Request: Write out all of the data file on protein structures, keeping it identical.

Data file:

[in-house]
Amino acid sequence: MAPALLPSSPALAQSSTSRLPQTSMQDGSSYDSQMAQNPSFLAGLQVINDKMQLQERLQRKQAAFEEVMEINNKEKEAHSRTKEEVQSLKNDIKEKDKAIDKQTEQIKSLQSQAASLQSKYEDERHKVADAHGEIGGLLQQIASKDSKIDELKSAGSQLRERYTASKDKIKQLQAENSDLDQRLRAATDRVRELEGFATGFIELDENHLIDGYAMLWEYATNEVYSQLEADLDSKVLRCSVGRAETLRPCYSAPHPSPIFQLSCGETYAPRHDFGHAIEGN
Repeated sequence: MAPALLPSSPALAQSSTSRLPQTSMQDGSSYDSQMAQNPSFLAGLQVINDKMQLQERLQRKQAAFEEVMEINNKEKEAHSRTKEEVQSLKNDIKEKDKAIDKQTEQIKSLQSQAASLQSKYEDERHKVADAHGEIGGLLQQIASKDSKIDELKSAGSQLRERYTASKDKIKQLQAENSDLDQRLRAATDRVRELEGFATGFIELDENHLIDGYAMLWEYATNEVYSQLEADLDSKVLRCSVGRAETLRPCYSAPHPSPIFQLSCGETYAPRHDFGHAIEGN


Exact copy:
[in-house]
Amino acid sequence: MAPALLPSSPALAQSSTSRLPQTSMQDGSSYDSQMAQNPSFLAGLQVINDKMQLQERLQRKQAAFEEVMEINNKEKEAHSRTKEEVQSLKNDIKEKDKAIDKQTEQIKSLQSQAASLQSKYEDERHKVADAHGEIGGLLQQIASKDSKIDELKSAGSQLRERYTASKDKIKQLQAENSDLDQRLRAATDRVRELEGFATGFIELDENHLIDGYAMLWEYATNEVYSQLEADLDSKVLRCSVGRAETLRPCYSAPHPSPIFQLSCGETYAPRHDFGHAIEGN
Repeated sequence: MAPALLPSSPALAQSSTSRLPQTSMQDGSSYDSQMAQNPSFLAGLQVINDKMQLQERLQRKQAAFEEVMEINNKEKEAHSRTKEEVQSLKNDIKEKDKAIDKQTEQIKSLQSQAASLQSKYEDERHKVADAHGEIGGLLQQIASKDSKIDELKSAGSQLRERYTASKDKIKQLQAENSDLDQRLRAATDRVRELEGFATGFIELDENHLIDGYAMLWEYATNEVYSQLEADLDSKVLRCSVGRAETLRPCYSAPHPSPIFQLSCGETYAPRHDFGHAIEGN